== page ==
European Union Mobility Package new rules , will it effect transportation ?
The new mobility package from the European Union will dramatically change the transportation of freight on the road. As a result, the new rules also affect container logistics, as we know it.
In July, the long-awaited mobility package was adopted by the European Parliament. This means that new rules and regulations will be part of the lives of everyone in the transportation sector, especially truck drivers. Anything that can affect the turnaround time of important tracks.
But like many others, making changes in one place starts a spillover effect. Cause change somewhere else.
Now let’s take a look at the new rules and regulations included in the mobility package and how they affect container logistics.
Are you already a mobility package expert? Then jump to the section on how the new rule will affect container logistics.
Here’s an overview of the new rules we’re about to implement:
- Minimum wage
- Letterbox company
- Cabotage and cooling
- Driving and rest
All EU member states have their own national minimum wages. Minimum wages that vary widely across the continent.
Prior to the Mobility Package, internationally driven truck drivers and cabotage transport were paid at least the minimum wage set in the country where the company was employed and the vehicle was registered.
Take, for example, a Polish truck driver who works for a Polish company. He is assigned a job at a German company. Despite taking over the duties of the German company, he will be paid a lower minimum wage set in Poland than in Germany.
German truck drivers, on the other hand, are paid the German minimum wage and do the same job as Polish drivers.
what will happen
Use a mobility package that no longer works. Instead, the truck driver must pay at least the minimum wage set by the country in which the transportation service is provided.
In other words, a Polish truck driver from above must be paid at least the German minimum wage when he runs his transportation service in Germany.
However, this rule does not apply to transportation operations where the vehicle is registered in either the country of origin or the final destination. Transport in transit is also excluded from the rules.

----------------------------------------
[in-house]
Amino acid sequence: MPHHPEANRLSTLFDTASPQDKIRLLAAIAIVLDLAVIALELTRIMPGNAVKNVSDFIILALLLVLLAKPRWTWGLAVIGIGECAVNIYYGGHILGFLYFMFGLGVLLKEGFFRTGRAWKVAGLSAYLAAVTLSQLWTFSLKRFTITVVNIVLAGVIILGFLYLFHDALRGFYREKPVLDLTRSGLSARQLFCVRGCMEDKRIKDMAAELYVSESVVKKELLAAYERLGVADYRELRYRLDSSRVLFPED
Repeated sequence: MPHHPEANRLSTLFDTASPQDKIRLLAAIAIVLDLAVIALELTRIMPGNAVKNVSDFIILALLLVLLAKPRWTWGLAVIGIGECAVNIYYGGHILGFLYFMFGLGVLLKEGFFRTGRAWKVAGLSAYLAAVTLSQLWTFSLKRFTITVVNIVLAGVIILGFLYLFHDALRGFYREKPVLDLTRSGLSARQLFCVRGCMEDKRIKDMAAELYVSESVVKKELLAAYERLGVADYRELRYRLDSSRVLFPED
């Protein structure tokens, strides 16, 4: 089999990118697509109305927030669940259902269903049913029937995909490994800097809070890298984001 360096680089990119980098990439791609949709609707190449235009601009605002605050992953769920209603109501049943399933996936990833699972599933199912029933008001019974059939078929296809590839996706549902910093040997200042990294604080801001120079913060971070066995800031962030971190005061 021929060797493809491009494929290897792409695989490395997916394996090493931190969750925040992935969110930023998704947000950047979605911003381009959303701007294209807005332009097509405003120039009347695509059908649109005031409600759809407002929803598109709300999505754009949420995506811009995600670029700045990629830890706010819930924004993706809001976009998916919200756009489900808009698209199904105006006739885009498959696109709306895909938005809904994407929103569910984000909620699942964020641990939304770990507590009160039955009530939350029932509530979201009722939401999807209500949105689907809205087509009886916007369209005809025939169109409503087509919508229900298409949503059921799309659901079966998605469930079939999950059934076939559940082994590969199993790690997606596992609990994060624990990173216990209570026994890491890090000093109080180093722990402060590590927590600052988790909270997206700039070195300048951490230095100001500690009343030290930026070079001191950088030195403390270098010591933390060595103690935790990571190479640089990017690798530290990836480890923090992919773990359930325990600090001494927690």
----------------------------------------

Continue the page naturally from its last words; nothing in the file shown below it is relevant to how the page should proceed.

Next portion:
This rule will come into effect in March 2022.
Currently, some road transport companies are always operating outside their home country. These companies are often referred to as “letterbox companies.” They will often live in the country they get. As you read above, you can pay tax incentives and low minimum wages to truck drivers 👆
To minimize fraud in the transportation sector, the mobility package requires all transportation companies to prove that they operate in the registered member countries.
This rule also affects his daily life when a Polish truck driver embarks on yet another trip around Europe.
This rule, among other things, requires you to return to the country where the truck is registered every eight weeks.
On the other hand, Polish truck drivers need to return to Poland every 3-4 weeks. This is to avoid companies always doing business outside their country of origin.
This rule will come into effect in March 2022.
Cabotage and cooling
Under the current rules, the laws regarding cabotage are as follows: Polish truck drivers are allowed to perform three operations in seven days.
With the mobility package, the cabotage limits remain the same. However, Polish truck drivers must have a cooling-off period before they can drive the cabotage again. This cooling-off period is 4 days. The driver can then perform the cabotage operation again in the same country on the same truck.
If the truck driver is transporting internationally on a vehicle with a maximum allowable mass of 2.5 to 3.5 tons, the vehicle must have a tachograph. In this way, you can monitor the movement of the vehicle.
The rules for the cooling-off period will come into effect in March 2022. The tachograph must be installed by June 2022.
Driving time and break time
The truck driver’s weekly holidays are also changed by the mobility package. The new rules will relax the current regulations.
As before the mobility package, Polish truck drivers had to take 45 hours of breaks each week. It will change.
Instead, a new rule will allow him to reduce this to 24 hours every other week. However, if a Polish friend decides to do so, he will need at least four breaks a week. Two of them should have a normal length of 11 hours.
This rule will come into effect in September 2020.
What is the impact on container logistics?
It cannot be avoided that road transport and container logistics are inextricably linked. Therefore, changes made in one area will affect the other area. This also applies to new mobility packages.
Many of the EU’s larger import and export markets make up Northern and Western Europe. These are also countries with higher minimum wages on average compared to Southern and Eastern Europe.
The new minimum wage law will allow more truck drivers to be paid higher. As a result, the price for transporting cargo by road increases. This price increase will be sent to the logistics chain to change the current price level. It’s not yet known exactly who will pay the price increase, but the end consumer is a good guess.
Another place where new regulations stand to make changes is relationships with partners in the supply chain. Take a Polish truck driver on your last trip. As he has to return to his country of origin more often, he will not be available to transport cargo where he normally goes. The same applies to his colleagues. For the shipping industry, that means you may need to find a new partner to transport your cargo in time.
Many of the new regulations will come into effect within 1.5 years, so it’s still unclear how much impact the package will have. But it certainly feels in the industry